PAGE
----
At Fendi, Kim Jones mines the past, too, sometimes quite intensely. This season, in what was definitely his most convincing outing for the Roman fur and leather house so far, he clashed 1986 and 2000, seasons that expressed, respectively, the hard and soft sides of Karl Lagerfeld’s design personality, for a blend that oozed the boiling sensuality and perverse strictness of Delfina Delettrez, Silvia Venturini’s daughter and a muse to Jones. It was a catchy intuition: Fendi, after all, is a matriarchy, and by focusing on the next generation, the creative director made the womanly Roman trait relevant for the now, no nostalgia needed.
At Diesel, in his first IRL show since he took over the creative direction, Glenn Martens was looking at the label’s past — its ‘90s trashy and brazen heyday — through his own distorted, sardonic fashion filter. He upped both the denim and the sexy-trashy ante, producing a smashing vision of dressing as pure unabashed fun.
Nicola Brogano, too, keeps pillaging the past at Blumarine — this time it was the sex-charged, decadence of the brand’s Helmut Newton campaigns back in the mid-nineties — in what is essentially a styling operation that has nonetheless put the label back on the fashion map. It is telling that the show notes mentioned Brognano’s uber-stylist Lotta Volkova right after him, as if she was in the driving seat.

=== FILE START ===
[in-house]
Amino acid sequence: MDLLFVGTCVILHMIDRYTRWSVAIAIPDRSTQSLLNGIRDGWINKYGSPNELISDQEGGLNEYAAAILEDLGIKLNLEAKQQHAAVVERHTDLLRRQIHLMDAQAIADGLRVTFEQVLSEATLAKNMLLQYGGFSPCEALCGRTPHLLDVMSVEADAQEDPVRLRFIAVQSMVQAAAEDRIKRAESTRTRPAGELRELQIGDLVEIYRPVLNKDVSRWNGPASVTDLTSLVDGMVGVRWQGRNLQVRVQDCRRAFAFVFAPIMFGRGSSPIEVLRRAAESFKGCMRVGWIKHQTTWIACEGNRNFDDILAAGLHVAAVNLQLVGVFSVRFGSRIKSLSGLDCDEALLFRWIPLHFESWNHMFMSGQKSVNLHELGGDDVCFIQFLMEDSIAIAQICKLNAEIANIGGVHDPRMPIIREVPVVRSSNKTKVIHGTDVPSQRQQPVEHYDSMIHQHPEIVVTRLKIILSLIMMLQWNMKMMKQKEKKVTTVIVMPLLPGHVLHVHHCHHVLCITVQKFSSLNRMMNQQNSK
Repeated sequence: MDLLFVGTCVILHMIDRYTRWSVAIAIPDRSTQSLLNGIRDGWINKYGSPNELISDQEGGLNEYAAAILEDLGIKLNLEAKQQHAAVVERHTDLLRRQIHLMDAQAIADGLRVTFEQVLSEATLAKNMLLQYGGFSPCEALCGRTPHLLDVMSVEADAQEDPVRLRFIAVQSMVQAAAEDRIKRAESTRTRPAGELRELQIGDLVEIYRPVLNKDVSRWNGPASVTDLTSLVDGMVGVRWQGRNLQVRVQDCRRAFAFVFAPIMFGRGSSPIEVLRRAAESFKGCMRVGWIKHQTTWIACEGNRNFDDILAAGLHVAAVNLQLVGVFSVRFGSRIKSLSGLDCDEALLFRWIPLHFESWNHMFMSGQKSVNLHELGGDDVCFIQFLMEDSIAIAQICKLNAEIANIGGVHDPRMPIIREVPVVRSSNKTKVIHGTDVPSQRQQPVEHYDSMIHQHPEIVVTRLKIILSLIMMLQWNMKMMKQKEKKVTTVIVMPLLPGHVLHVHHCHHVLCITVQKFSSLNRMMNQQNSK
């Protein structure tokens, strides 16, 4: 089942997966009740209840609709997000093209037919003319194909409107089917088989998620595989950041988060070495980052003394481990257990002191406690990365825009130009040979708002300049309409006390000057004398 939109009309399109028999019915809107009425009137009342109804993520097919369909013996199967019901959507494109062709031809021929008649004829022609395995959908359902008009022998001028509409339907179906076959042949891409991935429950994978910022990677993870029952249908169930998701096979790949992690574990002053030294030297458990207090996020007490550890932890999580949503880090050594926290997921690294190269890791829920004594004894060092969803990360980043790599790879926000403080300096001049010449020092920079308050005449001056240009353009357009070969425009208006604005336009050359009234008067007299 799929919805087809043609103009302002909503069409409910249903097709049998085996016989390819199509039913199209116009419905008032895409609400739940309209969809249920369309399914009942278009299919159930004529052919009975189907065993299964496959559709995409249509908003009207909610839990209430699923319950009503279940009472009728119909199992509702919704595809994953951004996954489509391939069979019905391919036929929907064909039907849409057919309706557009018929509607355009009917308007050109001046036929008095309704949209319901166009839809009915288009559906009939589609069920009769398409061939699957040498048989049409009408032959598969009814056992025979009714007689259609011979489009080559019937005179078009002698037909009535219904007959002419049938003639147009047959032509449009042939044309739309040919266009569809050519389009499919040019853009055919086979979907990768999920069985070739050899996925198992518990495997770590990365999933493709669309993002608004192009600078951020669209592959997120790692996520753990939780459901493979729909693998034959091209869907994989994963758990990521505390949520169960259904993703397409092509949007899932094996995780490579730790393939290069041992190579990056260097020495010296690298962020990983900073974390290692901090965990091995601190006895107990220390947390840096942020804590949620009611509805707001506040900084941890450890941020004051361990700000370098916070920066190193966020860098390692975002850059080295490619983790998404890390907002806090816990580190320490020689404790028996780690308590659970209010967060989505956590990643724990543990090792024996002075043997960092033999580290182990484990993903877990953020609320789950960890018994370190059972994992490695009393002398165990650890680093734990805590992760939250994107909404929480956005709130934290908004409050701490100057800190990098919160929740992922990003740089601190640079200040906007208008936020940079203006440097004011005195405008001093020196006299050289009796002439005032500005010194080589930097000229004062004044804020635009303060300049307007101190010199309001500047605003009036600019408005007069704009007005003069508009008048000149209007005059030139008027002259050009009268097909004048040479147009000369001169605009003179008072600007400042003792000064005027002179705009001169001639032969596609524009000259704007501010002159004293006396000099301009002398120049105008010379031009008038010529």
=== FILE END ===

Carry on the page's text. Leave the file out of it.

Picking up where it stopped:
At Etro looking at the brand’s highly codified history is a given, but this season Veronica Etro did a good job in jumbling the usual suspects — paisley, nomadism and nods of bohemia — in a way that somehow felt lighter, even raw, and hence fresh. She could have gone further, though. At Tod’s, Walter Chiapponi interpreted the house’ Italian classic with a vibrant sense of restraint and elegance, opting to go monochromatic.